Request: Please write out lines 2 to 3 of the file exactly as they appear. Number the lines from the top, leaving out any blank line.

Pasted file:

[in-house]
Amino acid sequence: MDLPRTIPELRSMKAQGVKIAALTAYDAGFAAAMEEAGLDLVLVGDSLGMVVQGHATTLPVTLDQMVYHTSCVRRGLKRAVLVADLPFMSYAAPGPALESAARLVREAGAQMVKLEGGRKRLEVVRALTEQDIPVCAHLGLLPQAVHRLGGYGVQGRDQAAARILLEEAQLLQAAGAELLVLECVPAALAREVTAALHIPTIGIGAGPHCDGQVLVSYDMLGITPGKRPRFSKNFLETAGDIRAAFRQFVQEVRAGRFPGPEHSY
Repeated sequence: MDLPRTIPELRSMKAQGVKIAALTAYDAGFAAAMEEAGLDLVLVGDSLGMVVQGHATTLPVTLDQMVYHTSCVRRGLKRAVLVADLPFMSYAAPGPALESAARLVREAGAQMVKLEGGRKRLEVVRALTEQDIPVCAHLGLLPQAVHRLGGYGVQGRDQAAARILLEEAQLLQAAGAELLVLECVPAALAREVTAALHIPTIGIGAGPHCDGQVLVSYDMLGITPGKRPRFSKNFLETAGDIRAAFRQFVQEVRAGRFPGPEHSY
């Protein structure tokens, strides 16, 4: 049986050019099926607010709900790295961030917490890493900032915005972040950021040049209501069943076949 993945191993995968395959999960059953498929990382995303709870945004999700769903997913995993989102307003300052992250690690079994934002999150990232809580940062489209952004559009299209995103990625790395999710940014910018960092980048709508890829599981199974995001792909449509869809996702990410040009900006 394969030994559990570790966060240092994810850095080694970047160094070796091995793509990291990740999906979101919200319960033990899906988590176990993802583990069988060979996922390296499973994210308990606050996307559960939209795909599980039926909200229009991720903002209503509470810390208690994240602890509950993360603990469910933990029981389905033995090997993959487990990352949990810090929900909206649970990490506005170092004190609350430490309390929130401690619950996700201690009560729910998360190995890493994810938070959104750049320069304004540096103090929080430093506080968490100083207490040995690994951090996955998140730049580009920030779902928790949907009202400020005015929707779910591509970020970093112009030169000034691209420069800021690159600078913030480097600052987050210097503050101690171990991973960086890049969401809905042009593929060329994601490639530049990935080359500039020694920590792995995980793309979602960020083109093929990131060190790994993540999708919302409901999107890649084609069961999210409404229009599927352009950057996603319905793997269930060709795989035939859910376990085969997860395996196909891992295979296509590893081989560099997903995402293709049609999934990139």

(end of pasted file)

Amino acid sequence: MDLPRTIPELRSMKAQGVKIAALTAYDAGFAAAMEEAGLDLVLVGDSLGMVVQGHATTLPVTLDQMVYHTSCVRRGLKRAVLVADLPFMSYAAPGPALESAARLVREAGAQMVKLEGGRKRLEVVRALTEQDIPVCAHLGLLPQAVHRLGGYGVQGRDQAAARILLEEAQLLQAAGAELLVLECVPAALAREVTAALHIPTIGIGAGPHCDGQVLVSYDMLGITPGKRPRFSKNFLETAGDIRAAFRQFVQEVRAGRFPGPEHSY
Repeated sequence: MDLPRTIPELRSMKAQGVKIAALTAYDAGFAAAMEEAGLDLVLVGDSLGMVVQGHATTLPVTLDQMVYHTSCVRRGLKRAVLVADLPFMSYAAPGPALESAARLVREAGAQMVKLEGGRKRLEVVRALTEQDIPVCAHLGLLPQAVHRLGGYGVQGRDQAAARILLEEAQLLQAAGAELLVLECVPAALAREVTAALHIPTIGIGAGPHCDGQVLVSYDMLGITPGKRPRFSKNFLETAGDIRAAFRQFVQEVRAGRFPGPEHSY